Smartphone users are just as vulnerable to cryptocurrency mining hijacks as their PC counterparts, and sometimes on a dramatic scale.
Malwarebytes has detailed a "drive-by" mining campaign that redirected millions of Android users to a website that hijacked their phone processors for mining Monero. While the exact trigger wasn't clear, researchers believed that infected apps with malicious ads would steer people toward the pages. And it wasn't subtle -- the site would claim that you were showing "suspicious" web activity and tell you that it was mining until you entered a captcha code to make it stop.Read more
A new botnet that distributes malware for mining Monero cryptocurrency has emerged, infecting Android devices through a port linked with a debugging tool for the OS, according to researchers at Qihoo 360 Netlab.
Dubbed ADB.Miner by 360 Netlab, the botnet is gaining entry to Android devices–mostly smartphones and TV boxes–through port 5555, which is associated with Android Debug Bridge, a command-line tool that is used for debugging, installing apps and other purposes. ADB typically communicates with devices via USB, but it’s also possible for it to use wifi with some setup, according to Android documentation.Read more
Sega has said it is looking into claims that a trio of its Sonic games for Android are leaking personal data.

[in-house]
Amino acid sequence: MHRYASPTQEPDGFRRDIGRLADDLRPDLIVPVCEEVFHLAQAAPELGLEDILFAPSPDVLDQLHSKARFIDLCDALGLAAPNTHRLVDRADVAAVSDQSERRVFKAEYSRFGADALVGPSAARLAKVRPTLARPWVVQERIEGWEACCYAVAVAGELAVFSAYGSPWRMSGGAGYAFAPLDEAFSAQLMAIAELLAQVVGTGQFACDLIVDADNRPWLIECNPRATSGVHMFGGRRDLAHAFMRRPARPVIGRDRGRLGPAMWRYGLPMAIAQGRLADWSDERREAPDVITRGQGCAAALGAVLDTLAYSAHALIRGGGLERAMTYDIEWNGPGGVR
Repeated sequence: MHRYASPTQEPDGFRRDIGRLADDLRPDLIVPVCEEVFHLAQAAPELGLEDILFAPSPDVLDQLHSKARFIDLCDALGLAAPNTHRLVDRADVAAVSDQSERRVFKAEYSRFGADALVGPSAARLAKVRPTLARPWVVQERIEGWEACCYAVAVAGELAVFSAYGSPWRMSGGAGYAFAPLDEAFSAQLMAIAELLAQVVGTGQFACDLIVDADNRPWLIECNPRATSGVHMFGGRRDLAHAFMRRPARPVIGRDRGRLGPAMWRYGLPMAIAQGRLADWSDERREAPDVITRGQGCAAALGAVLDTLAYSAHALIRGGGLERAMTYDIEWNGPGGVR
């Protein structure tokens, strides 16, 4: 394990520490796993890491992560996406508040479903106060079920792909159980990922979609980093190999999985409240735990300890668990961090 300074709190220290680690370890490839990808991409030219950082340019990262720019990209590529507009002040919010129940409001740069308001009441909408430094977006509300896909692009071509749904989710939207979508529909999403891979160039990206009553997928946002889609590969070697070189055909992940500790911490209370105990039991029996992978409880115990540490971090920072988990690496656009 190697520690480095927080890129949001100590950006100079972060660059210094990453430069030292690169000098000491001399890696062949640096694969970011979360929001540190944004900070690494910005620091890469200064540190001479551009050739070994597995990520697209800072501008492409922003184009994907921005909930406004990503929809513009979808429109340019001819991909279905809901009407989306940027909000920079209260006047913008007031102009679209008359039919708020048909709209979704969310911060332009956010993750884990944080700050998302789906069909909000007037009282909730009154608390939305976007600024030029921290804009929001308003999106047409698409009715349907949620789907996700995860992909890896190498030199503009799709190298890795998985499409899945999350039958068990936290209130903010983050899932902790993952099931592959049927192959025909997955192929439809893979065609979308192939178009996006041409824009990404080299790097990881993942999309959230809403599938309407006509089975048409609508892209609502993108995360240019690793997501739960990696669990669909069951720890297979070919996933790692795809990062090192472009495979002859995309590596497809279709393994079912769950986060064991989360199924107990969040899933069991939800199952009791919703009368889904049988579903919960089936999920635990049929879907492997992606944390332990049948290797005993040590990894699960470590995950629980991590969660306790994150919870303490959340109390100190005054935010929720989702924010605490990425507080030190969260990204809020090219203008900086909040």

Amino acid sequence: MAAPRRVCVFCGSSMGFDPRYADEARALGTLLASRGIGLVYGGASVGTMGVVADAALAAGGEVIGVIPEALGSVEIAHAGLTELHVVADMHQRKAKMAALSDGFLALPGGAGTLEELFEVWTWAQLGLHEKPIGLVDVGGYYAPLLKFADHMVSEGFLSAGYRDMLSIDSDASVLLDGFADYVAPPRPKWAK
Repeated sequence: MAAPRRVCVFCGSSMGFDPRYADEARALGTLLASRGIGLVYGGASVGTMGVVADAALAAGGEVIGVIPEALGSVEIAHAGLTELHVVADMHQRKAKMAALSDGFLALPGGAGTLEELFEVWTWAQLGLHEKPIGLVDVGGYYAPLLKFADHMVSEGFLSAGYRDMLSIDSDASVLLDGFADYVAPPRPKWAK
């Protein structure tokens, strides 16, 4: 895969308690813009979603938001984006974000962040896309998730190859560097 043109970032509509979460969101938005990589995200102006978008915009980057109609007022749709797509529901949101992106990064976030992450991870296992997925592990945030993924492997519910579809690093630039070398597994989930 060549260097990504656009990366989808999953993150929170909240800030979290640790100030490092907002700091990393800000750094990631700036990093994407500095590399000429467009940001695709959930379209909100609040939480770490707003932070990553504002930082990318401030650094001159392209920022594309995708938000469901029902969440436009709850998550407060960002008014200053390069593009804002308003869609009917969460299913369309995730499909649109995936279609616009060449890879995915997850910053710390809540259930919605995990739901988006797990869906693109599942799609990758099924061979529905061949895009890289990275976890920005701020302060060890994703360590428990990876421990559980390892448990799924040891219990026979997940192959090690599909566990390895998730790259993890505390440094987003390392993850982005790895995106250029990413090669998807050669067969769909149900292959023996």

Security company Pradeo said late last week that it had discovered the Android games -- Sonic Dash, Sonic the Hedgehog Classic, and Sonic Dash 2: Sonic Boom -- were leaking user location data and device info. Based on the download ranges offered by the Play Store, collectively the leaks could impact between 120 million and 600 million users. Among the tracking and advertising issues, the security firm also said it found two issues that could result in man-in-the-middle attacks, and a bagful of others that could potentially lead to encryption weakness and denial of service.Read more
Malware which aims to steal Facebook login credentials and also aggressively displays pop-up adverts has been uncovered targeting Android users via the Google Play store -- and may have been downloaded by hundreds of thousands of unwitting victims.
Dubbed GhostTeam after strings in the code by the analysts at security company Trend Micro which uncovered it, the malware was first published in April 2017 and was disguised in the official Android marketplace as utility apps, performance boosters, and social media video downloaders.Read more
Researchers have identified a powerful new Android malware strain called Skygofree capable of eavesdropping on WhatsApp messages, siphoning private data off phones and allowing adversaries to open reverse shell modules on targeted devices, giving attackers ultimate remote control.
Researchers said the malware was developed three years ago and has evolved significantly since then to include 48 unique commands in it most recent iteration. Several of those features have never been seen before in Android malware, according to researchers at Kaspersky Lab who discovered the Skygofree strain last year and disclosed its findings Tuesday.Read more